This belief of mine is subject to debate, of course. For now, all I’ll say is that in the news business in particular, margins are so low that I have to think we’re much closer to 1 than we are to 2, for that particular industry at the very least.

People take unpaid internships because they gain something from them; whether it’s experience, exposure, or the fact that it’s more prestigious to have a professional publication on your resume than a personal blog. Taking the unpaid internship makes them better off, at least in the long run. Taking a paid internship obviously makes them even better off, but they won’t always have the luxury of that choice.

Readers are also better off when they have more pieces to read that they enjoy. If fewer unpaid interns at the paper means fewer enjoyable pieces for the readers, then getting rid of unpaid interns makes them worse off.

So my second argument, while slightly longer in buildup than the first, is still quite simple: if we live in a world that looks like number 1 or 2 above, and arguably even 3, then getting rid of unpaid internships makes the potential interns as well as potential beneficiaries (in this scenario, readers) worse off.

EDIT: Patrick Delaney came back with a scenario that definitely merits discussion:

https://twitter.com/pxdelaney/status/218856415765344256

And discuss it we did–you can see the whole conversation here.

Fragility and Feedback

We have been fragilizing the economy, our health, political life, education, almost everything… by suppressing randomness and volatility.  Just as  spending a month in bed (preferably with an unabridged version of War and Peace and access to The Sopranos’  entire eighty six episodes ) leads to muscle atrophy, complex systems are weakened, even killed when deprived of stressors.

-Nassim Taleb, Antifragility (draft of prologue)

Such protectionist policies enforce stability at the cost of stifling both resilience and progress. They eliminate the checking process essential to trial-and-error learning, the way by which we identify the “failures” that new forms might correct.

-Virginia Postrel, The Future and Its Enemies

Google’s server architecture is very robust against failures. The quality of the company’s products, and their bottom line, depend on their ability to process enormous amounts of data without interruption and with a low risk of losing any of it. The danger is not hypothetical–companies have been wiped out because some freak accident they were unprepared for destroyed a large fraction of the data they relied on.

Steven Levy’s book on Google makes it clear that they were forced to become robust by their circumstances. Most companies at the time would pay for expensive, high-end servers that had a very low rate of failure. Google did the opposite–they went for inexpensive servers with an extremely high rate of failure. In order to survive, they had to create software for their servers that would preserve their data and keep their workflow from being interrupted even as servers failed left and right.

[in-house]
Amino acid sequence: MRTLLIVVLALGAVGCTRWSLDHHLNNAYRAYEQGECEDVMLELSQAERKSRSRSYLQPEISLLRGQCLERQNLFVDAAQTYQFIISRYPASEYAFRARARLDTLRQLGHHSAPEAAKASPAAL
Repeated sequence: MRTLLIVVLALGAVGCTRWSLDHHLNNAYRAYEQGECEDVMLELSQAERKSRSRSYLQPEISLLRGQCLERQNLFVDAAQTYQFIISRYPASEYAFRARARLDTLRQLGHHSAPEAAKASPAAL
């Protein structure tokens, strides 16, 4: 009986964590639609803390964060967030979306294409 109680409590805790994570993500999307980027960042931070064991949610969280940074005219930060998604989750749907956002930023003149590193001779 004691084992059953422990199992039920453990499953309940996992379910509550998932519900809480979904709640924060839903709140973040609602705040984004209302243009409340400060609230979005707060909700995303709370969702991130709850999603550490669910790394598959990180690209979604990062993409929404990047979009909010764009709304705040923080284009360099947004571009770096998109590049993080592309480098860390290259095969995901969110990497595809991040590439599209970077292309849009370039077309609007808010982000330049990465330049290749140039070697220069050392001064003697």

Google owes their resilient infrastructure to the fragility of their early servers.

In an active quest for resilient infrastructure, Netflix imposed disorder by design upon their servers.

Imagine getting a flat tire. Even if you have a spare tire in your trunk, do you know if it is inflated? Do you have the tools to change it? And, most importantly, do you remember how to do it right? One way to make sure you can deal with a flat tire on the freeway, in the rain, in the middle of the night is to poke a hole in your tire once a week in your driveway on a Sunday afternoon and go through the drill of replacing it. This is expensive and time-consuming in the real world, but can be (almost) free and automated in the cloud.

This was our philosophy when we built Chaos Monkey, a tool that randomly disables our production instances to make sure we can survive this common type of failure without any customer impact. The name comes from the idea of unleashing a wild monkey with a weapon in your data center (or cloud region) to randomly shoot down instances and chew through cables — all the while we continue serving our customers without interruption. By running Chaos Monkey in the middle of a business day, in a carefully monitored environment with engineers standing by to address any problems, we can still learn the lessons about the weaknesses of our system, and build automatic recovery mechanisms to deal with them. So next time an instance fails at 3 am on a Sunday, we won’t even notice.

Netflix understands that failure is feedback. Until something goes wrong, they won’t be able to figure out what problems exist in their ability to cope with failure. So rather than resting no their laurels, they put themselves through a constant trial by fire to force themselves to be ready and improve their system. It is no different than getting small doses of a disease or poison in order to build an immunity, or working your body out above and beyond the demands your life makes on it in order to increase its fitness. There are many things in human life where stressors are a prerequisite for improvement–or simple maintenance.

Yet stressors are precisely what we seek to hide from in the world of policy. It is my contention that we are too terrified of short term risk and volatility in this country. Rather than embracing Chaos Monkeys of our own, we simply keep a spare in the back of the car and assume everything will go well if we ever have a flat. The only way to grow stronger, wealthier, and more resilient in the long run is to expose ourselves to a lot more risk and volatility than we have lately shown a willingness to cope with.